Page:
Arkansas Building Loan Association v. Madden
By an act of the state of Texas approved April 3, 1889 (Tex. Laws 1889, chap. 78, p. 87), foreign corporations for pecuniary profit, with some exceptions not material here, desiring to do business in the state of Texas, were required to file with the secretary of state a duly certified copy of their articles of incorporation and obtain a permit to transact business in the state, paying a fee therefor, the permit not to be issued for a period longer than ten years from the date of the filing. By an act approved May 11, 1893 (Laws 1893, chap. 102, § 5, p. 158), it was provided 'that each and every private domestic corporation heretofoer chartered, or that may be hereafter chartered, under the laws of this state, and each and every foreign corporation that has received or may hereafter receive a permit to do business under the laws of this state, in this state, shall pay to the secretary of state, annually, on or before the first day of May, a franchise tax of ten dollars. Any such corporation which shall fail to pay the tax provided for in this action shall, because of such failure, forfeit their charter.'
Section 17 of article 1 of the Constitution of Texas, ratified February 17, 1876, provided: 'No person's property shall be taken, damaged, or destroyed for, or applied to, public use without adequate compensation being made, unless by the consent of such person; and, when taken, except for the use of the state, such compensation shall be first made, or secured, by a deposit of money; and no irrevocable or uncontrollable grant of special privileges or immunities shall be made; but all privileges and franchises granted by the legislature, or created under its authority, shall be subject to the control thereof.'
And article 8:
'Sec. 1. Taxation shall be equal and uniform. All property in this state, whether owned by natural persons or corporations, other than municipal, shall be taxed in proportion to its value, which shall be ascertained as may be provided by law. The legislature may impose a poll tax. It may also impose occupation taxes, both upon natural persons and upon corporations, other than municipal, doing any business in this state. It may also tax incomes of both natural persons and corporations, other than municipal, except that persons engaged in mechanical and agricultural pursuits shall never be required to pay an occupation tax; . . .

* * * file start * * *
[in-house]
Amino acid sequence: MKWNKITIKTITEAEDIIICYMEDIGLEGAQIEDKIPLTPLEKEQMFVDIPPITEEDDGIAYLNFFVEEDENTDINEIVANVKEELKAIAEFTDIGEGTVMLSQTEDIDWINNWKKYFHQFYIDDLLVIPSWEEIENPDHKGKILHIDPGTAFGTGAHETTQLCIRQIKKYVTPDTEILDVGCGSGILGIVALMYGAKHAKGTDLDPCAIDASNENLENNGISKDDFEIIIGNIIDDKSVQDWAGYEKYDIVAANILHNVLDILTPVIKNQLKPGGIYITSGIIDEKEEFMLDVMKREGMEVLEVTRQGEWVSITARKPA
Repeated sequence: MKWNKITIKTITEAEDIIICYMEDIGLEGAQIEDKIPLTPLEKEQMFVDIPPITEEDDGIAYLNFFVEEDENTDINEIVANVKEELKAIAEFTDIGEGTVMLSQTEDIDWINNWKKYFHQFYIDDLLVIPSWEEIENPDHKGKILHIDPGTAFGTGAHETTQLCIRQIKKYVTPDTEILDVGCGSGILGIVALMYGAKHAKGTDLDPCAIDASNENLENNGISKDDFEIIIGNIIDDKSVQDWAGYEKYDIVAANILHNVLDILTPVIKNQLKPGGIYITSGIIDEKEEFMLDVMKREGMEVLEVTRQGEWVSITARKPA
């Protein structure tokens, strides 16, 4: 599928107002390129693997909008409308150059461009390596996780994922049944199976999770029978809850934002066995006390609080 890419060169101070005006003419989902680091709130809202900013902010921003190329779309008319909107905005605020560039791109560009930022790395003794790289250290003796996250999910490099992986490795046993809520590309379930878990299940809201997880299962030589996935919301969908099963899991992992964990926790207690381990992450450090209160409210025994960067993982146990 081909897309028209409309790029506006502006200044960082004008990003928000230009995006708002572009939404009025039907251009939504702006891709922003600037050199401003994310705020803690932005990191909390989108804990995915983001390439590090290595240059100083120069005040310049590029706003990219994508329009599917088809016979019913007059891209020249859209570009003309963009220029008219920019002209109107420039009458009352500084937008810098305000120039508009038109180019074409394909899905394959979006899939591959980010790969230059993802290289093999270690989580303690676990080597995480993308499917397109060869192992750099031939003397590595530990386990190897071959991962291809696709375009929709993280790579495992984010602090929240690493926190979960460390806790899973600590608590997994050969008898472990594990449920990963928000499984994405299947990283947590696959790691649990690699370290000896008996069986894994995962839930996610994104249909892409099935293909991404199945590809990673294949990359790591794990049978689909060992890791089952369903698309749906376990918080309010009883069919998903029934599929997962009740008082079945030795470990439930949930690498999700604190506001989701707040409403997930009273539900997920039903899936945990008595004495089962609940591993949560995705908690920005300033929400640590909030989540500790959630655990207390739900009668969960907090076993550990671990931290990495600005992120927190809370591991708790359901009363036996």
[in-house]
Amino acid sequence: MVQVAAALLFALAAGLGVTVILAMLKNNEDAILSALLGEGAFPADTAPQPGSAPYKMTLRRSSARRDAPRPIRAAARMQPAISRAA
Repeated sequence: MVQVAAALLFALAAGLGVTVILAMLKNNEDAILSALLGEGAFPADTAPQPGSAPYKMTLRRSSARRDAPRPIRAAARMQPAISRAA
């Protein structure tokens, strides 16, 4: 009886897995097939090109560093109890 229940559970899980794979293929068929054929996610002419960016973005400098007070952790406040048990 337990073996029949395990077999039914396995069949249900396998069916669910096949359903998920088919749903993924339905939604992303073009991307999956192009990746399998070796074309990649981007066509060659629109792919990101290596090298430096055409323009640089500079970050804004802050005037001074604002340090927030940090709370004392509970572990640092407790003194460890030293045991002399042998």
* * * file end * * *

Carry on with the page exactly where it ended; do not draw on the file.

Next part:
'Sec. 2. All occupation taxes shall be equal and uniform upon the same class of subjects within the limits of the authority levying the tax; . . .'
'Sec. 4. The power to tax corporations and corporate property shall not be surrendered or suspended by act of the legislature, by any contract or grant to which the state shall be a party.'
'Sec. 17. The specification of the objects and subjects of taxation shall not deprive the legislature of the power to require other subjects or objects to be taxed in such manner as may be consistent with the principles of taxation fixed in this Constitution.'
In July, 1896, the Arkansas Building & Loan Association a corporation of the state of Arkansas, filed its charter with the secretary of the state of Texas, and paid the fee required by the act of 1889, as well as the franchise tax of $10 required to be paid by the act of 1893, and received a permit to carry on its business in Texas for ten years.
The provisions of the acts of 1889 and 1893 were carried into the Revised Statutes of the state of Texas of 1895. By an act approved April 30, 1897, Tex. Laws 1897, chap. 104, p. 140), and an act approved May 15, 1897 (Tex. Laws 1897, chap. 120, p. 168), these provisions were amended so as, among other things, to increase the annual franchise tax theretofore required, to graduate it according to the capital stock of the corporation, to provide that the failure to pay it should work a forfeiture of the right to do business in the state, and that the secretary of state should declare such forfeiture. The taxes imposed by these amendments were less upon domestic corporations than upon foreign corporations. Thereafter the Arkansas Building & Loan Association offered to pay the secretary of state the $10 required by the prior law as the franchise tax for the ensuing year, but the secretary refused to accept that sum and to give to the company the franchise tax receipt therefor, and demanded the larger sum required by the law of 1897, which amounted to $205.
The company then filed a bill in the circuit count of the United States for the western district of Texas against the secretary of state of Texas, setting up the foregoing facts, and charging that the act of 1897 was void because in contravention of the Constitution of Texas, and of the commerce clause of the Constitution of the United States and of the Fourteenth Amendment to that instrument, and praying an injunction against the secretary of state restraining him from the collection of said alleged illegal tax, and from declaring complainant's permit and right to do business in the state forfeited by failure to pay the tax, and for general relief. To this bill defendant demurred, assigning as grounds that it set up no cause of action; that it disclosed that complainant had an adequate remedy at law; and that it showed that the demand made of complainant was 'in compliance with a valid existing law of the state of Texas.' The circuit court held that the law was valid, and dismissed the bill.
Messrs. F. E. Albright, L. A. Smith, and Drew Pruit for appellant.
Messrs. M. M. Crane and T. A. Fuller for appellee.
Mr. Chief Justice Fuller delivered the opinion of the court: